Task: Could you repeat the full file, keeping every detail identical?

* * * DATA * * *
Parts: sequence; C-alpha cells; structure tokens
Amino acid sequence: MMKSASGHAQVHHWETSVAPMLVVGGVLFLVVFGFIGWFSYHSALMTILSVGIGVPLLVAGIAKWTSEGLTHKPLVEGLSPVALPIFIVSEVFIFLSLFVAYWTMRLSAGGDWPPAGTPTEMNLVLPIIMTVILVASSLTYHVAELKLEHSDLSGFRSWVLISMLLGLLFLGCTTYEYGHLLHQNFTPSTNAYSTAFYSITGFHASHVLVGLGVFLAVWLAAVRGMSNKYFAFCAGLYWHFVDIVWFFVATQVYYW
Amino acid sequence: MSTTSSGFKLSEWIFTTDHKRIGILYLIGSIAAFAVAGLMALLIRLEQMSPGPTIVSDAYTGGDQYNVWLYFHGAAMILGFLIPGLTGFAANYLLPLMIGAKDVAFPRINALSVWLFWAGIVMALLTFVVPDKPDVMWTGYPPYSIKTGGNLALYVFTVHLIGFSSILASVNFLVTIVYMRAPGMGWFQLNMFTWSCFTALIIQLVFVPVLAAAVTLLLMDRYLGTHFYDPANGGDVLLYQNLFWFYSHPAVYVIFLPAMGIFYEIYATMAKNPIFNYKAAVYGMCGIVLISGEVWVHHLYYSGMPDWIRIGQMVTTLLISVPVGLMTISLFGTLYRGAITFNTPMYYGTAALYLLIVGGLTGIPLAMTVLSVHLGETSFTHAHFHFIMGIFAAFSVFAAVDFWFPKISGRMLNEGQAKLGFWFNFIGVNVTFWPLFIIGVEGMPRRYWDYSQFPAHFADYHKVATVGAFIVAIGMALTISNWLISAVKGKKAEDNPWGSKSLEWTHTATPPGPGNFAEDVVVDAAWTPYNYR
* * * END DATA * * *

Parts: sequence; C-alpha cells; structure tokens
Amino acid sequence: MMKSASGHAQVHHWETSVAPMLVVGGVLFLVVFGFIGWFSYHSALMTILSVGIGVPLLVAGIAKWTSEGLTHKPLVEGLSPVALPIFIVSEVFIFLSLFVAYWTMRLSAGGDWPPAGTPTEMNLVLPIIMTVILVASSLTYHVAELKLEHSDLSGFRSWVLISMLLGLLFLGCTTYEYGHLLHQNFTPSTNAYSTAFYSITGFHASHVLVGLGVFLAVWLAAVRGMSNKYFAFCAGLYWHFVDIVWFFVATQVYYW
Amino acid sequence: MSTTSSGFKLSEWIFTTDHKRIGILYLIGSIAAFAVAGLMALLIRLEQMSPGPTIVSDAYTGGDQYNVWLYFHGAAMILGFLIPGLTGFAANYLLPLMIGAKDVAFPRINALSVWLFWAGIVMALLTFVVPDKPDVMWTGYPPYSIKTGGNLALYVFTVHLIGFSSILASVNFLVTIVYMRAPGMGWFQLNMFTWSCFTALIIQLVFVPVLAAAVTLLLMDRYLGTHFYDPANGGDVLLYQNLFWFYSHPAVYVIFLPAMGIFYEIYATMAKNPIFNYKAAVYGMCGIVLISGEVWVHHLYYSGMPDWIRIGQMVTTLLISVPVGLMTISLFGTLYRGAITFNTPMYYGTAALYLLIVGGLTGIPLAMTVLSVHLGETSFTHAHFHFIMGIFAAFSVFAAVDFWFPKISGRMLNEGQAKLGFWFNFIGVNVTFWPLFIIGVEGMPRRYWDYSQFPAHFADYHKVATVGAFIVAIGMALTISNWLISAVKGKKAEDNPWGSKSLEWTHTATPPGPGNFAEDVVVDAAWTPYNYR